Brooklyn Horror Film fest: PORNO Nails the ‘Film Within a Film’ Genre

Director Keola Racela’s feature debut, Porno, grabbed me pretty much instantly with the plot summary on the Brooklyn Horror Fest site:

“For a staff of Christian teenage theater workers in 1992, their Friday night crew screening options are between A LEAGUE OF THEIR OWN, ENCINO MAN or a mysterious old film reel they found in the basement. After convincing their projectionist Heavy Metal Jeff to load up the mystery film, the teens are entranced by a ritualistic erotic art film, mistakenly unleashing a sex demon in the process. They’ll have to keep their raging hormones in check as they battle for their souls in this raucous and gory mix of SAVED! and THE EVIL DEAD.”

Brian Dannelly’s 2004 Saved! doesn’t get nearly enough love, despite absolutely delivering in terms of depicting the hypocrisy inherent in some evangelical Christian churches, while at the same time really trying to not mock those who truly believe. Instead, by opting to depict the actual conflicts at the heart of so many people’s faith, the comedy managed to craft some deeply interesting and relatable characters.

Racela’s Porno – despite the sex demon and all – works best when it embraces that aspect of its story. Each character dances precipitously near the point of caricature, sure. Chaz (Jillian Mueller) is all gothy, “I’ll do what I want,” Todd (Larry Saperstein) is a horndog, theater owner Mr. Pike (Bill Phillips) is all Jeezy-Creezy tough-but-kind, Ricky (Glenn Stott) has a secret, and “Heavy Metal” Jeff (Robbie Tann) is a flannel-shirted projectionist.

Oh, and it’s 1994. Props to capturing the small-town theater feel with the two-screen cinema, staffed entirely by kids either in or just out of high school.

Back to the point I was making, though: the characters do fall into caricature, yes, but they also have these personalities which come out really well, for the most part. Tann as Heavy Metal Jeff throws himself into Porno the most, embracing the sheer intensity of his part, which is actually that of a straight-edge hardcore dude who listens to Uniform Choice’s “Straight and Alert” on his Walkman, and goddamn – high fives all around for that deep cut, right?

Mueller, playing Chaz, is kind of Porno‘s protagonist, despite this ostensibly being an ensemble piece. She’s the eyes through which we see most of the film, and there’s rarely an on-screen interaction which doesn’t include her or, failing that, her response to it immediately afterward. As an actress who’s primarily worked heretofore in stage productions, Mueller’s Chaz does aim a bit too strongly for the back of the theater at times, but functions well as a sort of analog to Alison Brie’s Annie from the sitcom, Community: soft-hearted, but able to switch gears into badassness when necessary.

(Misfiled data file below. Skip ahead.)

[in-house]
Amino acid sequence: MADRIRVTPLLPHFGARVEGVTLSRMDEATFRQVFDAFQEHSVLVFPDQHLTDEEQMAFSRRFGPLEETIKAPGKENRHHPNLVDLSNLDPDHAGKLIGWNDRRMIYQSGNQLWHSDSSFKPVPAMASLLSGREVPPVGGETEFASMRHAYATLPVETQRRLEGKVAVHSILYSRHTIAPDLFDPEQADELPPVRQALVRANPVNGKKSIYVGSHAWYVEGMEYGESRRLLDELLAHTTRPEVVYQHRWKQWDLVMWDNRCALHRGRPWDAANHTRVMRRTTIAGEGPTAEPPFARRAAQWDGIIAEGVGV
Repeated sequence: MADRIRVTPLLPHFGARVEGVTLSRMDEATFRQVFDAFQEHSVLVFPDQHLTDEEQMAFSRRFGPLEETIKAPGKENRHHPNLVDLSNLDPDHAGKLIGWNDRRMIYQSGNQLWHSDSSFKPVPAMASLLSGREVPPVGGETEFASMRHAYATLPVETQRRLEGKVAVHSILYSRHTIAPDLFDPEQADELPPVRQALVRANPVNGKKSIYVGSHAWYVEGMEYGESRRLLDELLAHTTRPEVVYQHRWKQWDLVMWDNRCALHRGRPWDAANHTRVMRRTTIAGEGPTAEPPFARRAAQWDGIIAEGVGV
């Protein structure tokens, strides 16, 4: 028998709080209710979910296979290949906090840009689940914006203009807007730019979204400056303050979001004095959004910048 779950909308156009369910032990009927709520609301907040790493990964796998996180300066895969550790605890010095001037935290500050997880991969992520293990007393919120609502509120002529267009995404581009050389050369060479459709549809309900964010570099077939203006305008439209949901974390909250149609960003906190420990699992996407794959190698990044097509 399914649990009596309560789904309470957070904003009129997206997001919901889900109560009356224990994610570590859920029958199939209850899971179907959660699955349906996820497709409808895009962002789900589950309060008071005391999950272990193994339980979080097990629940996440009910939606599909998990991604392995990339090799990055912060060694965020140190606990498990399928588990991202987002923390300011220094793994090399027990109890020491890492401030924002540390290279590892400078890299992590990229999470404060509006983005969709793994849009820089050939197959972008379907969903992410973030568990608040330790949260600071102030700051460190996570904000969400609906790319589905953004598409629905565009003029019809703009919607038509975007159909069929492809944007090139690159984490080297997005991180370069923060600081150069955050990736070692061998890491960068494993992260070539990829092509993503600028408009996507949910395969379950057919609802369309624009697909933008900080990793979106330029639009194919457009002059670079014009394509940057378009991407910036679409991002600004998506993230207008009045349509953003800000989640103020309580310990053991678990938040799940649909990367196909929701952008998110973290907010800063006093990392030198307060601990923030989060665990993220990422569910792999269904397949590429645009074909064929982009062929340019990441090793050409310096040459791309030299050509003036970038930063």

All told, though, Porno has some of the unfortunate hallmarks borne by so many feature directorial debuts: the opening is crisp and snappy, setting things up well, and the initial action is quick to show up. That’s all good, but it’s hampered by a middle section where everything seems to be expository dialogue and far too much time between things actually happening. By the time the viewer starts getting some real action in last half hour or so, it’s hard to get back into the swing of things, and an ending which should have some solid emotional heft is hampered by the fact that you’re kind of just glad that it’s over.

The film discovered by the theater employees is absolutely the best part of Porno, full stop. So many small budget movies which utilize the film-within-a-film trope falter when it comes to executing the product which is the crux upon which their plot rests. Either by making the plot point movie look too good, or going too far in the direction of shoddiness, horror movies looking to use cinema as their locus of evil tend to stumble. Think of Chillerama, which is chock-full of horror homages, yet never quite hits with any of the four segments. I’d argue that the same goes for Inglorious BasterdsNation’s Pride never quite nails the look of celluloid, as well.

For the untitled film within Porno, though, Racela hits a stylistic and visual ace not seen since the likes of Mark Herrier’s 1990 slasher, Popcorn, and it’s film-within-a-film, The Possessor. The way in which the director and cinematographer John Wakayama Carey nail the look and feel of a Kenneth Anger short gone totally wrong is absolutely perfect in terms of the hallucinatory aspect. Over-saturated colors, double exposures, and cuts so quick, you can barely glimpse what’s happening: it’s all there, and it’s done note-perfectly.

But that middle section: oof. There’s far too much chatting, and not enough happening. Had Racela managed to figure out the horror movie equivalent of the Soderbergh walk-and-talk, we might’ve really had something.

As it is, though, when I enjoyed Keola Racela’s Porno, I really enjoyed it. That opening 20 minutes or so introduces characters, tone, and setting in a manner which does an amazing job of dropping you in the middle of these kids and giving you everything you need to know for the rest of the film. Every bad thing that’s going to happen gets alluded to, which is a very Chekov way of setting it up – nothing in Porno comes out of left field, and I love that.

Nick Spacek

Nick Spacek writes about films scores in his monthly OST column for Starburst Magazine (http://www.starburstmagazine.com), and can be found talking about movie soundtracks via the From & Inspired By podcast (http:///www.fromandinspiredby.com). He was once a punk, but realized you can't be hardcore and use the word "adorable" as often as he does.
Nick Spacek
Liked it? Take a second to support us on Patreon!